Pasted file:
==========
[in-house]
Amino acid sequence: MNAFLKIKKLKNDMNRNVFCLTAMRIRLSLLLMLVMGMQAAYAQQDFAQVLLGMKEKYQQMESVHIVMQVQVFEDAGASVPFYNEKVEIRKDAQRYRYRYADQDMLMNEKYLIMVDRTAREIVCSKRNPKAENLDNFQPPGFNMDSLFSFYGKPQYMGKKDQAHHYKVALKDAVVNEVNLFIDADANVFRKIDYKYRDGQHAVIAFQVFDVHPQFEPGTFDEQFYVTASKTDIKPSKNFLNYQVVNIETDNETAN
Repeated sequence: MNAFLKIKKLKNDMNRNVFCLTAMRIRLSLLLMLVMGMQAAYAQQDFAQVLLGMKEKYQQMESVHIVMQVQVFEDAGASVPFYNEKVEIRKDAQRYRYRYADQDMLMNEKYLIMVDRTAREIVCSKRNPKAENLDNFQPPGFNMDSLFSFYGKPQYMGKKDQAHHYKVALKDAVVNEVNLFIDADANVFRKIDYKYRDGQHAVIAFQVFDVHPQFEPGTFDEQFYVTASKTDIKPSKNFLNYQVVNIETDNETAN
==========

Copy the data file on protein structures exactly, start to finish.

[in-house]
Amino acid sequence: MNAFLKIKKLKNDMNRNVFCLTAMRIRLSLLLMLVMGMQAAYAQQDFAQVLLGMKEKYQQMESVHIVMQVQVFEDAGASVPFYNEKVEIRKDAQRYRYRYADQDMLMNEKYLIMVDRTAREIVCSKRNPKAENLDNFQPPGFNMDSLFSFYGKPQYMGKKDQAHHYKVALKDAVVNEVNLFIDADANVFRKIDYKYRDGQHAVIAFQVFDVHPQFEPGTFDEQFYVTASKTDIKPSKNFLNYQVVNIETDNETAN
Repeated sequence: MNAFLKIKKLKNDMNRNVFCLTAMRIRLSLLLMLVMGMQAAYAQQDFAQVLLGMKEKYQQMESVHIVMQVQVFEDAGASVPFYNEKVEIRKDAQRYRYRYADQDMLMNEKYLIMVDRTAREIVCSKRNPKAENLDNFQPPGFNMDSLFSFYGKPQYMGKKDQAHHYKVALKDAVVNEVNLFIDADANVFRKIDYKYRDGQHAVIAFQVFDVHPQFEPGTFDEQFYVTASKTDIKPSKNFLNYQVVNIETDNETAN